Every day on Facebook, Twitter and the like there are hundreds, even thousands, of videos slowly crawling from newsfeed to newsfeed. Some are funny, some heartwarming, some inspiring, and some are intended to draw attention to the political or human rights issue d’jour. Of the latter, each video is made by a creative and motivated person or group of persons whose intention is to capture us long enough to motivate us to some kind of action.
Unfortunately, in many cases, that action stops with clicking that “Share” button and passing it on to the rest of our peers. While spreading awareness of an issue is important, awareness alone is not enough to truly make change. After all, the intention of creating awareness is to inspire people to action.
I want to talk about Awareness Vs. Action, and I want to talk about a study done by Dr. Peter M. Gollwitzer which found that folks who speak out loud about their goals are often less likely to achieve them. I want to apply this theory to community activism rather than our personal goals because I feel there are overlaps.
Gollwitzer’s study shows that when someone sets a goal in their head, that goal comes with an urgency as it’s, of course, incomplete. However, once spoken aloud to peers, the goal-setter is likely to receive encouragement or validation of their goal or idea. Once that encouragement/validation has been received, their brain is tricked into feeling one step closer to completion, even if no true action has been taken. This decreases motivation to continue because the urgency is quelled and, in many cases is enough to stop the forward motion. (I would argue that this is not true across-the-board because polling and feedback are often helpful in creating more decisive and focused action, but of course nothing is ever wholly true of everyone or everything.)
Macolm Gladwell, in this watch-worthy lecture provided by the University of Ontario, raises another interesting point about how spreading awareness can actually be counterproductive — a distracting device which actually removes the focus from the core issue and shifts the burden of responsibility from those with the power to make change to those who would benefit from having done so. His example was breast cancer awareness. He purports that the true issue at the core of breast cancer morbidity is lack of health care for those with the highest risk of death. By spreading “awareness” about the need for regular breast exams after the age of 40, the burden of prevention shifts to the populace rather than the health care system, which should be available to those so they can use that awareness to take action.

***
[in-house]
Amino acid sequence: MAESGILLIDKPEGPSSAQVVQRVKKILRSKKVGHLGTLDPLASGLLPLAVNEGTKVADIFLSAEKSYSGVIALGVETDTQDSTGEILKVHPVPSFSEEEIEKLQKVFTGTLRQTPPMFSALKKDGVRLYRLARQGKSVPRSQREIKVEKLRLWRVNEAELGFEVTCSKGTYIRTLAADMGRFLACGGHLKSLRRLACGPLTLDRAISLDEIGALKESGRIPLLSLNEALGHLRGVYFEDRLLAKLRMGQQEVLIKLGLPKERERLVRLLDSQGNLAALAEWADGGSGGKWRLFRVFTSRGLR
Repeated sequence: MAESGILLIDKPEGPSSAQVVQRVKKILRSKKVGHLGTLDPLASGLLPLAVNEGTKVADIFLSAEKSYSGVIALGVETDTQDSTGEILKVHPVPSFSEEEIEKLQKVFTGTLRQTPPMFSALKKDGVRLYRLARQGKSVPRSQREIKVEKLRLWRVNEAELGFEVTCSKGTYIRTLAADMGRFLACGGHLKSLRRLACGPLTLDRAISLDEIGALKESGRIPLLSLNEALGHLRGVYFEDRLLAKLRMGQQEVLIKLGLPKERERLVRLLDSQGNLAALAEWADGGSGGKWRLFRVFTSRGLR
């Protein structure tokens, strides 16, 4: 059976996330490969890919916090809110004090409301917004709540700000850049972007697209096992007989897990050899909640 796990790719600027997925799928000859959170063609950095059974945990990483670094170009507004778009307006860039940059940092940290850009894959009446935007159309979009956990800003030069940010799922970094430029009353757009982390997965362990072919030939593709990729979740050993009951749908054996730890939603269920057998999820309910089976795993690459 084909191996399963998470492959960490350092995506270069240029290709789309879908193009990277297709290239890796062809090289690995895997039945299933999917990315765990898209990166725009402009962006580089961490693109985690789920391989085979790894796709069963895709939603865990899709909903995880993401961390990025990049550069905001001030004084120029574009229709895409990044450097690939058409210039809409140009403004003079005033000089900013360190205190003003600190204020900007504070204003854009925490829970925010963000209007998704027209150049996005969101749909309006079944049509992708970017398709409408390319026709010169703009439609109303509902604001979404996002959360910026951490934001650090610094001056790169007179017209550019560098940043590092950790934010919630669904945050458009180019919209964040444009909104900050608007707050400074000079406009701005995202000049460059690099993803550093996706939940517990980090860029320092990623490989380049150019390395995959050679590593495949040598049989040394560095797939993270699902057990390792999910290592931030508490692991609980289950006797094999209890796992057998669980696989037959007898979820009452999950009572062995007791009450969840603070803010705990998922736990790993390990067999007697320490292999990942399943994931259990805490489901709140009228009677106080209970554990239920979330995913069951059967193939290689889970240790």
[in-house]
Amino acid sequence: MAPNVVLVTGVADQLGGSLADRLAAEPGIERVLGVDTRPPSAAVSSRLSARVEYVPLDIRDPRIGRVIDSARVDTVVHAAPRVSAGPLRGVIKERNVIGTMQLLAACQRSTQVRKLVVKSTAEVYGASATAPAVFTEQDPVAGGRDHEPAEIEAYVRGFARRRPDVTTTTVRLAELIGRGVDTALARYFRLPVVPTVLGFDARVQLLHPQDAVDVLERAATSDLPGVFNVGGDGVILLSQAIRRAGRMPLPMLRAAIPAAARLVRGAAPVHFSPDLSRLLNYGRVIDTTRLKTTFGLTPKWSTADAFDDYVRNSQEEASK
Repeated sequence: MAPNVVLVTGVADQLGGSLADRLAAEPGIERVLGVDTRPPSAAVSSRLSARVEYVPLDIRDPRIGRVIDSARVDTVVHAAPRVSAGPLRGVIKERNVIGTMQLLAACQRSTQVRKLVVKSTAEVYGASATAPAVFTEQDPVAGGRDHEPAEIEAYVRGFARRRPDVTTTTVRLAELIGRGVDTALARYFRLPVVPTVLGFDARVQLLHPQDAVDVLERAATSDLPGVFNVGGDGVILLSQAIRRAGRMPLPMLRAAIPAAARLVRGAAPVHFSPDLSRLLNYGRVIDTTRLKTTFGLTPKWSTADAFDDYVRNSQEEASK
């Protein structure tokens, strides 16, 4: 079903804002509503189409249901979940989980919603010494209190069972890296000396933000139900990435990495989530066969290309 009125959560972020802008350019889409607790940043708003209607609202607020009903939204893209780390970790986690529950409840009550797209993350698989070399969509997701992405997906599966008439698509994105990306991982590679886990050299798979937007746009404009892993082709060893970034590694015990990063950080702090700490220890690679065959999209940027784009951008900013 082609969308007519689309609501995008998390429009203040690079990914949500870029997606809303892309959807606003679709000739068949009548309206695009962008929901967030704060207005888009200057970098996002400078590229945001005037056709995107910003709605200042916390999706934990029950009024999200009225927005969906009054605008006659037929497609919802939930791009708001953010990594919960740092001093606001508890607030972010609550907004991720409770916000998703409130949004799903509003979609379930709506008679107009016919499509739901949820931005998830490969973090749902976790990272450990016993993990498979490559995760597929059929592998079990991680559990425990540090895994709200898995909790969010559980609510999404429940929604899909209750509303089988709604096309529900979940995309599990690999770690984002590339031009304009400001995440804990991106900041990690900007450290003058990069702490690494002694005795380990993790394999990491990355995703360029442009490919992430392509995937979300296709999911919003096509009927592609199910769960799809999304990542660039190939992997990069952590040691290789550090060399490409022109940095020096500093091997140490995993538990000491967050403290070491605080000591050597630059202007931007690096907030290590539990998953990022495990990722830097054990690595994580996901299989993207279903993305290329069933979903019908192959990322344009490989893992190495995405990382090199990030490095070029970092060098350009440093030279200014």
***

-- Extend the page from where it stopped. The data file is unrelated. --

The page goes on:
It is my fear that the type of armchair activism that’s arisen in these days of social networking is dampening the level of true action being taken by those who might otherwise motivate to make real change. Sharing a viral video on Facebook can give one a false sense of completion, of having done something about the issue at hand.
Signing an online petition is not the same as making a donation, as manning a phone bank, as volunteering with a local organization that directly benefits those in need. In some ways, it can be a passing-of-the-buck — an assumption that someone out there watching the video or reading the article will do something about it. Preaching to the choir of friends and peers is not true action. I am not saying that it is a useless form of activism — far from it. Awareness is one key element of creating social change. However it is not enough.
I encourage those of you still with me at the end of this post to challenge yourself to choose one issue or cause this month and contribute something tangible. Mentor a queer youth, write a check to a worthy organization, volunteer at a food bank, organize a fundraising house party, write a letter to your senator, tell a random stranger they are beautiful. Take all the beautiful awareness that this vast social network of the Internet has given you and turn it into an actionable item. Learn. Act. Repeat.